Time for a greener green belt, says Natural England
10 October 2007
Natural England, the Governmentís statutory advisor on landscape, has assessed the case for a review of green belt policy as part of a fresh approach to greening new development.
The Government is seeking a major expansion in house building for social and economic reasons, with around 3 million new homes planned. Natural Englandís role is to advise on the implications of this for the natural environment, taking into account the impact of a changing climate, whilst ensuring that everybody has access to high-quality green space.
Natural England's Board agreed at its meeting of 10 October the need for a housing policy that puts green space at the heart of all new development - see Natural Englandís pre-scoping paper 'Housing growth and green infrastructure' [90 kb]
Sir Martin Doughty, Natural Englandís Chair, said: ďThe time has come for a greener green belt. We need a 21st century solution to England's housing needs which puts in place a network of green wedges, gaps and corridors, linking the natural environment and people."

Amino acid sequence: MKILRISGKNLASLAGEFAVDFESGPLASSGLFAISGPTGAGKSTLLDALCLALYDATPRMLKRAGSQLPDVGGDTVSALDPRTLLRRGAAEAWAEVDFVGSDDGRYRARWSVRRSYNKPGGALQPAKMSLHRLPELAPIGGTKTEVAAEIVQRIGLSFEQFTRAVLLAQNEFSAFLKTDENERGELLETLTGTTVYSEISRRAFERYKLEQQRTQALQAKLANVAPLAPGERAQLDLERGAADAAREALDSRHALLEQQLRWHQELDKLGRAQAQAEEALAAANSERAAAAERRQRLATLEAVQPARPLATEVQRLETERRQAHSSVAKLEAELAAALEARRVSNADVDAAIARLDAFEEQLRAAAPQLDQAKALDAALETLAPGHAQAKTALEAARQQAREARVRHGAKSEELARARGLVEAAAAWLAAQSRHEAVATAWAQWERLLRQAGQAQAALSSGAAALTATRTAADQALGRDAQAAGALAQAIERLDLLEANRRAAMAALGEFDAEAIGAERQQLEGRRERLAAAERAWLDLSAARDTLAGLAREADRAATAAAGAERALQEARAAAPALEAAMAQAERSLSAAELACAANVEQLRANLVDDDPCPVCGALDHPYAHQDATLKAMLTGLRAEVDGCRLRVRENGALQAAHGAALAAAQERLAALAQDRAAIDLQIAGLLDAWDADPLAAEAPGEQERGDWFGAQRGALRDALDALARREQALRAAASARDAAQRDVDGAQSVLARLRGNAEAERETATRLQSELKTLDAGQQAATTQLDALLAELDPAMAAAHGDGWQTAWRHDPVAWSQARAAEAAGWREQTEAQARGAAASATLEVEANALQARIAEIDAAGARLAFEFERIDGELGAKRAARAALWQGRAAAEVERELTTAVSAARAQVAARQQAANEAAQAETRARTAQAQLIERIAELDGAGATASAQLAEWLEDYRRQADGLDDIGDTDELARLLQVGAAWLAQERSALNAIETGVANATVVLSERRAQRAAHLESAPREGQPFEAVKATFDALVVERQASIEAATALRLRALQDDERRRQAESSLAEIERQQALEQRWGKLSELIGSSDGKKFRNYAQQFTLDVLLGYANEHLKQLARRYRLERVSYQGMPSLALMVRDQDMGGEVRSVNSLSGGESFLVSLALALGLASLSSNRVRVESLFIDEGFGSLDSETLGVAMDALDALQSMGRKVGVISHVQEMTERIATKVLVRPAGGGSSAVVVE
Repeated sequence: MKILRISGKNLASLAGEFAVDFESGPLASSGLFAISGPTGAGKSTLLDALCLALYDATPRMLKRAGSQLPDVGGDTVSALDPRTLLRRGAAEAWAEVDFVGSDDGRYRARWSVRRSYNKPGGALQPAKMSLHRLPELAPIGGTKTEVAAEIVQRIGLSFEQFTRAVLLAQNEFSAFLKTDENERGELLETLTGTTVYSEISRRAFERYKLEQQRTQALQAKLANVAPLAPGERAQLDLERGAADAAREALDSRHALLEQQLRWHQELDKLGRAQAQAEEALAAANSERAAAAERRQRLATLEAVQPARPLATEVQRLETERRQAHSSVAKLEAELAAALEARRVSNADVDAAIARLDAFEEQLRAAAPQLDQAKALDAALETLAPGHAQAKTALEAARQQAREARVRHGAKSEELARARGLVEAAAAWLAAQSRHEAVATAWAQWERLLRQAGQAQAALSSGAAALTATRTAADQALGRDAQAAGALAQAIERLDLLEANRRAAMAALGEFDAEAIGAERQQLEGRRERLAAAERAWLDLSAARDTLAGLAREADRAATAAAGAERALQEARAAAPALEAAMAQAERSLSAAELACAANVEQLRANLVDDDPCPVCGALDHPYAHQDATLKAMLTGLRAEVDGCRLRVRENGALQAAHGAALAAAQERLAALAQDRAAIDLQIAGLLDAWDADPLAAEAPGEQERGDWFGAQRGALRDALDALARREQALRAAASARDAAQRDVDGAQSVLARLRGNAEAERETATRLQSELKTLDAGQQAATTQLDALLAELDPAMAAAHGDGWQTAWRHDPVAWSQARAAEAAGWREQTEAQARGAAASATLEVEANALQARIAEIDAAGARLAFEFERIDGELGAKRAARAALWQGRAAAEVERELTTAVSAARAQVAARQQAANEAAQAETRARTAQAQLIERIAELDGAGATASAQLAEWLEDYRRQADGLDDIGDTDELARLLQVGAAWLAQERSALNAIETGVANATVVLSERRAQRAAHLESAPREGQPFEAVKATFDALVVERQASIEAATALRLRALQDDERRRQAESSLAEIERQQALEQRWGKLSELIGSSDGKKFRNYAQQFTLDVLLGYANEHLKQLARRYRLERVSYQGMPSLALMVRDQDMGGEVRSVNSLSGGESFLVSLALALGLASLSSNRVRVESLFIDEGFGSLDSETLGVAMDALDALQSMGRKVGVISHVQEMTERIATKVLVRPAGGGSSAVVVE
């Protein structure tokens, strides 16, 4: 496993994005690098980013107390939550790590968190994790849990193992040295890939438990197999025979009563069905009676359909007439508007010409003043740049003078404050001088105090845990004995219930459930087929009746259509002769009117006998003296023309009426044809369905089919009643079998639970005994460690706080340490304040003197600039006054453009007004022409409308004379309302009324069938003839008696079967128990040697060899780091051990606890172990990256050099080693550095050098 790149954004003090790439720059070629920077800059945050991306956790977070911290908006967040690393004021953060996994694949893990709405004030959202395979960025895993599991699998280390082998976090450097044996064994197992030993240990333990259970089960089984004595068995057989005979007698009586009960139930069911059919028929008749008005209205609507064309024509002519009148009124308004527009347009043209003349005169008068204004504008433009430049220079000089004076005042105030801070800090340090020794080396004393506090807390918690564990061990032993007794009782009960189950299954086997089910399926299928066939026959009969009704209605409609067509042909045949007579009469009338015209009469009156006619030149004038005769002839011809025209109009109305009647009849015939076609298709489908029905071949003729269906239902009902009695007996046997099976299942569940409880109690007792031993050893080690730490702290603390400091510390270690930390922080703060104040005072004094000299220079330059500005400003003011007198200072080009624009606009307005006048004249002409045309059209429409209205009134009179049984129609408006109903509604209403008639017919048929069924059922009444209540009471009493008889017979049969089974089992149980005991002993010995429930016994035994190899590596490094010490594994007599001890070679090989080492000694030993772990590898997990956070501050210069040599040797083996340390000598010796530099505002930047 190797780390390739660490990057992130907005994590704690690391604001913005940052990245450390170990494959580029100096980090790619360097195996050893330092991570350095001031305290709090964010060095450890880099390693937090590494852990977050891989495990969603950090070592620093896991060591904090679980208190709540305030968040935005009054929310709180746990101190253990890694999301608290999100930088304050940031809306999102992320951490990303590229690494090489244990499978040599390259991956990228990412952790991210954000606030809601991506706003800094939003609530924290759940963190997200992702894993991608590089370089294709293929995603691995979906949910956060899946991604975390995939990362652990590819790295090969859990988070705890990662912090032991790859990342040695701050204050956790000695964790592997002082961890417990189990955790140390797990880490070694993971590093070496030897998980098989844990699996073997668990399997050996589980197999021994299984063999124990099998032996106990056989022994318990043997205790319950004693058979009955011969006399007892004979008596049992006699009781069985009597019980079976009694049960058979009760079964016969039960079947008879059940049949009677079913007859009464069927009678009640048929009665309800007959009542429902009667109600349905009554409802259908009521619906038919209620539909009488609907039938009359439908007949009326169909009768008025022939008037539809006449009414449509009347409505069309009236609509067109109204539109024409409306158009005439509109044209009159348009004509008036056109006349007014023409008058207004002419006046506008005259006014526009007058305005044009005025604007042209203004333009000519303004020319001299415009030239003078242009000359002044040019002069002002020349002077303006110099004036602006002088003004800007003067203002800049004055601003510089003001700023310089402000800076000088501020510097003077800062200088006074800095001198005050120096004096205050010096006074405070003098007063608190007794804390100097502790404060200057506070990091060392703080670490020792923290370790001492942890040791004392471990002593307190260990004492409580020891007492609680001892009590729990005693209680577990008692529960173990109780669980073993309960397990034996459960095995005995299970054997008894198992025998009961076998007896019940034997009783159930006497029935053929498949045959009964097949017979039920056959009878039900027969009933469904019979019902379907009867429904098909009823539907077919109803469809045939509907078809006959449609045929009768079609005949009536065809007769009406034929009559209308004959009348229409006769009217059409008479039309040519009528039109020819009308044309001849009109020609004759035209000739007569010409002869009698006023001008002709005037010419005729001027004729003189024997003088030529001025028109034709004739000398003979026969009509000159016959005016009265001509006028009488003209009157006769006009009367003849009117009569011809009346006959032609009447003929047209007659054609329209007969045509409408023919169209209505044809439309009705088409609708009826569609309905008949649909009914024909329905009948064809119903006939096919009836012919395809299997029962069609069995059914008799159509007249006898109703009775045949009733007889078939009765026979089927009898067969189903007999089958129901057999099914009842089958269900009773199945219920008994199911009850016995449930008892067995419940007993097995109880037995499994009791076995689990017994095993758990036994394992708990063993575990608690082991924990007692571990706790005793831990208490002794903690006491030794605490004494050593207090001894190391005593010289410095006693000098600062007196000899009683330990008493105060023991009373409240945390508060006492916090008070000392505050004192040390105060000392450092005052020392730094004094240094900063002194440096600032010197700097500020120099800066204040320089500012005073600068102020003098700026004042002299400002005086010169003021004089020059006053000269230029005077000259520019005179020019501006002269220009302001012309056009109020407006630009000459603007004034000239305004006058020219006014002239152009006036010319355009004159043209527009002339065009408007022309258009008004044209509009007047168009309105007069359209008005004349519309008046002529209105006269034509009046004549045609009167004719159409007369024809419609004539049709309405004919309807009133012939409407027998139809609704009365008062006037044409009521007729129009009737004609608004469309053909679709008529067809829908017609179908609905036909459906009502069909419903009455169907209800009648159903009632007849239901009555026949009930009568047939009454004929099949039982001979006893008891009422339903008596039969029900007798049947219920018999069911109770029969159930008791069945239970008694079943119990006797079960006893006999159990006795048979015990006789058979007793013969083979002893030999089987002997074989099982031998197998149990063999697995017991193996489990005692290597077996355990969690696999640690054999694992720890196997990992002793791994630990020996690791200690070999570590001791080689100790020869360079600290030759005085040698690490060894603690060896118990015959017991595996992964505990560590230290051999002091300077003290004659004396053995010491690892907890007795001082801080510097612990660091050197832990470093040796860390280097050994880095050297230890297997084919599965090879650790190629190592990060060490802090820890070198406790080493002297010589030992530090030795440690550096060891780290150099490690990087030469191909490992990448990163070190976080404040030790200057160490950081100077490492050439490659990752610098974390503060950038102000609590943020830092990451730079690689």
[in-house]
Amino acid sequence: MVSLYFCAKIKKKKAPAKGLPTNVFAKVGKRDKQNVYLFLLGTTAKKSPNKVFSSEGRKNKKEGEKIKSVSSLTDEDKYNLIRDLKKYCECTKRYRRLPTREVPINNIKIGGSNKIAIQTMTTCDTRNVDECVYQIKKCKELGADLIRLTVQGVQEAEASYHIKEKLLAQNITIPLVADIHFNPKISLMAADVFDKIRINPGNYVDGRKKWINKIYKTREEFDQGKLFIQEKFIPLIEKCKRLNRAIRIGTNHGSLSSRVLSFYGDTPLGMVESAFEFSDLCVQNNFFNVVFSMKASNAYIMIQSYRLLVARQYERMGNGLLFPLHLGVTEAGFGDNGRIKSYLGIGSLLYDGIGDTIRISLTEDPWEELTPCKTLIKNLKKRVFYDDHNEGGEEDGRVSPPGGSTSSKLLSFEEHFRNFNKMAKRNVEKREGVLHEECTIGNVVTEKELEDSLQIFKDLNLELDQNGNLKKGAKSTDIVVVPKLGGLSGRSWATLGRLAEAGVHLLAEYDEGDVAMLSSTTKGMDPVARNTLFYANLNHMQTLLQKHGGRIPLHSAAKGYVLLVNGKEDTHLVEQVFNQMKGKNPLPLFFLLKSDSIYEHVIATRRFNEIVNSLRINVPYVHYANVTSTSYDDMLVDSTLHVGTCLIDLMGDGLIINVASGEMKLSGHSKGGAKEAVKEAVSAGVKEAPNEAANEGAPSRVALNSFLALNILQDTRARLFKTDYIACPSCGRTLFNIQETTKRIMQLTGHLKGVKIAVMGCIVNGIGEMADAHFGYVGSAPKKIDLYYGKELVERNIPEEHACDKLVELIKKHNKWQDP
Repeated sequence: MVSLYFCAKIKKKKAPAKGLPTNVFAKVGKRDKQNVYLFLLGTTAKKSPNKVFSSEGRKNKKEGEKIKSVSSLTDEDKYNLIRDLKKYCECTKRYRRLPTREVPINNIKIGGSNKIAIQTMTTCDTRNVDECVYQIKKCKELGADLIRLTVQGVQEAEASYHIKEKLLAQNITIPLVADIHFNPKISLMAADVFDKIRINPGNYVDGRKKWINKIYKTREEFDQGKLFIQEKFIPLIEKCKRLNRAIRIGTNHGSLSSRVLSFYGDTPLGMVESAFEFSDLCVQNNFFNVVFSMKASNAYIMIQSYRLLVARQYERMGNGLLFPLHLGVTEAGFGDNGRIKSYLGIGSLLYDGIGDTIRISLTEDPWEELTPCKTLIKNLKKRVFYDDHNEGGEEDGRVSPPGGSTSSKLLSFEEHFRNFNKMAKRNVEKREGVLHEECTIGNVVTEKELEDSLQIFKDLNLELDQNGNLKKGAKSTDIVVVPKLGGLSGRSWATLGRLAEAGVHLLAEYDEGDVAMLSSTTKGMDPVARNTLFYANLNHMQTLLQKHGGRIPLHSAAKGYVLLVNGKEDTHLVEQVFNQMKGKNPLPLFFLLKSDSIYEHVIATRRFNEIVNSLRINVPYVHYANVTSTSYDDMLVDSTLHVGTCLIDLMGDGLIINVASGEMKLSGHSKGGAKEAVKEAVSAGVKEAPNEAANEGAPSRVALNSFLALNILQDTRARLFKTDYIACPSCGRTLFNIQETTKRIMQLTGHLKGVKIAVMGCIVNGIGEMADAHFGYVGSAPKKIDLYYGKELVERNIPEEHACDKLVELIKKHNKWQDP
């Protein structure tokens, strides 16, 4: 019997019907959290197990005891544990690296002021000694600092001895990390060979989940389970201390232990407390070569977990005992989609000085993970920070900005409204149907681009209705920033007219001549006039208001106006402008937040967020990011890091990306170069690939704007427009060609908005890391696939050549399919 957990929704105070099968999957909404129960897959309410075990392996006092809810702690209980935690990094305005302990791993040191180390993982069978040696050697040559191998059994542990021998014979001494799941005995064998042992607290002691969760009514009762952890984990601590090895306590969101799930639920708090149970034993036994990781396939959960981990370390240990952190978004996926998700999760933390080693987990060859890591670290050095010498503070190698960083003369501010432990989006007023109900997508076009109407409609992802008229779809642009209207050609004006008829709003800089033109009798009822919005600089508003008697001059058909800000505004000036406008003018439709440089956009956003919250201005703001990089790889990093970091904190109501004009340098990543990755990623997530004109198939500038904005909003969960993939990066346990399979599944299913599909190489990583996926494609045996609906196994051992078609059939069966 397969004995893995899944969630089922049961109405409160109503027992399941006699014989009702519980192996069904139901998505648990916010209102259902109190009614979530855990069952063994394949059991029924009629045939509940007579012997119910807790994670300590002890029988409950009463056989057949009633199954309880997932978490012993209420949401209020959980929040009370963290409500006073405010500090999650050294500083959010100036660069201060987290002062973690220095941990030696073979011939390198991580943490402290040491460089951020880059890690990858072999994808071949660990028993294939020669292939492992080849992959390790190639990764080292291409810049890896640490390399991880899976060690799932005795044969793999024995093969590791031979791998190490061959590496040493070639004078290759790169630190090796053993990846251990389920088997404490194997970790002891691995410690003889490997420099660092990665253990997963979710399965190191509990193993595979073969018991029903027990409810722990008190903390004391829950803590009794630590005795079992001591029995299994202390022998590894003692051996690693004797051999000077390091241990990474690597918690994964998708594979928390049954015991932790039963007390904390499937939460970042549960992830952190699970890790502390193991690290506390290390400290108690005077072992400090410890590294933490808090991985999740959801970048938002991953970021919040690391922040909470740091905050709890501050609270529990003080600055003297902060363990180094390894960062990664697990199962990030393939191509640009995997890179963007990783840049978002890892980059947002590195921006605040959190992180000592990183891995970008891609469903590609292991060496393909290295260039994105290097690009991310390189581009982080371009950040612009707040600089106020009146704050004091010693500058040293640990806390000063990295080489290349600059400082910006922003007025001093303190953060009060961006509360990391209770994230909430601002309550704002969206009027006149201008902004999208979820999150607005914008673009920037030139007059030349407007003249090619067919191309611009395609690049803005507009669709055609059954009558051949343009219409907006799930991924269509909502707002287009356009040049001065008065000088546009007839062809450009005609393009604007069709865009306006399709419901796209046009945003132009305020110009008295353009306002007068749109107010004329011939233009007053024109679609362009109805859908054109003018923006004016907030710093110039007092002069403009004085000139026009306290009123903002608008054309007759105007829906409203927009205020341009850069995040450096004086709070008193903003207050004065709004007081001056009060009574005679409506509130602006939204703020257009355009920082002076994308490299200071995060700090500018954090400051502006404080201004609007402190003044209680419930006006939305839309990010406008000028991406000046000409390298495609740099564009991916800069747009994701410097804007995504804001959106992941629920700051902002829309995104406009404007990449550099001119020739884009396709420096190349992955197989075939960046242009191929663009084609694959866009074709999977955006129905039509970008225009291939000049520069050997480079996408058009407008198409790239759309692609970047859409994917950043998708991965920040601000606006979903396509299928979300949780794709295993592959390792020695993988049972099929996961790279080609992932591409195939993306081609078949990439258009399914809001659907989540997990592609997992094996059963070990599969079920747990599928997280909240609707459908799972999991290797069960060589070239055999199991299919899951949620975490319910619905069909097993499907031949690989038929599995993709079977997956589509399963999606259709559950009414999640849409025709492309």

Englandís 14 green belts surround major urban conurbations and cover 13% of the country. They were established in the 1950s to contain urban sprawl. Since then there has been little environmental improvement in the quality of these areas. They contain much land that is neglected or of poor environmental quality.
The board of Natural England proposes that the following principles are adopted:
- Englandís towns and cities are Ďgreenedí by putting green spaces at the heart of all new development.
- The most sustainable solution of where to locate new housing is sought including a review of the role of the green belt, taking into account quality of life, nature conservation, landscape protection, flood mitigation and the impact of a changing climate.
- The land in and around Englandís 14 green belts is Ďgreenedí. Englandís green belts cover 13% of the country - 1.65 million hectares, or an area bigger than all of Englandís National Parks combined Ė and is currently often neglected or of poor environmental quality.